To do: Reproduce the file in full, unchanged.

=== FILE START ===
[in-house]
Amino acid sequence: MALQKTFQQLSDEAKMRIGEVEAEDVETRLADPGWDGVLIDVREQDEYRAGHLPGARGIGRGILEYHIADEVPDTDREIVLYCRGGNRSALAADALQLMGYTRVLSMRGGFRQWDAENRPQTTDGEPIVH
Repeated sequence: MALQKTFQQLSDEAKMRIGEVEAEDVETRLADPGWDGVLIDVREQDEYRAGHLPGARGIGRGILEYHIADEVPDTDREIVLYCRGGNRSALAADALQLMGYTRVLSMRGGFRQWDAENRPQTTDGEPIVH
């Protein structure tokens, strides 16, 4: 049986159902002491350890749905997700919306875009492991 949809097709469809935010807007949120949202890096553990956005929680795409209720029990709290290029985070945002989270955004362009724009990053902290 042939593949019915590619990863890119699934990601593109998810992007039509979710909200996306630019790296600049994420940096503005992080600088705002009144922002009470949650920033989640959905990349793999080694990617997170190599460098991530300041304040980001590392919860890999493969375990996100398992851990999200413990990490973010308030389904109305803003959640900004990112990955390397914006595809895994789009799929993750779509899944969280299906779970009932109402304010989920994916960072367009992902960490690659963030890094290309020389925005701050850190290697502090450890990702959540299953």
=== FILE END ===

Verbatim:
[in-house]
Amino acid sequence: MALQKTFQQLSDEAKMRIGEVEAEDVETRLADPGWDGVLIDVREQDEYRAGHLPGARGIGRGILEYHIADEVPDTDREIVLYCRGGNRSALAADALQLMGYTRVLSMRGGFRQWDAENRPQTTDGEPIVH
Repeated sequence: MALQKTFQQLSDEAKMRIGEVEAEDVETRLADPGWDGVLIDVREQDEYRAGHLPGARGIGRGILEYHIADEVPDTDREIVLYCRGGNRSALAADALQLMGYTRVLSMRGGFRQWDAENRPQTTDGEPIVH
């Protein structure tokens, strides 16, 4: 049986159902002491350890749905997700919306875009492991 949809097709469809935010807007949120949202890096553990956005929680795409209720029990709290290029985070945002989270955004362009724009990053902290 042939593949019915590619990863890119699934990601593109998810992007039509979710909200996306630019790296600049994420940096503005992080600088705002009144922002009470949650920033989640959905990349793999080694990617997170190599460098991530300041304040980001590392919860890999493969375990996100398992851990999200413990990490973010308030389904109305803003959640900004990112990955390397914006595809895994789009799929993750779509899944969280299906779970009932109402304010989920994916960072367009992902960490690659963030890094290309020389925005701050850190290697502090450890990702959540299953």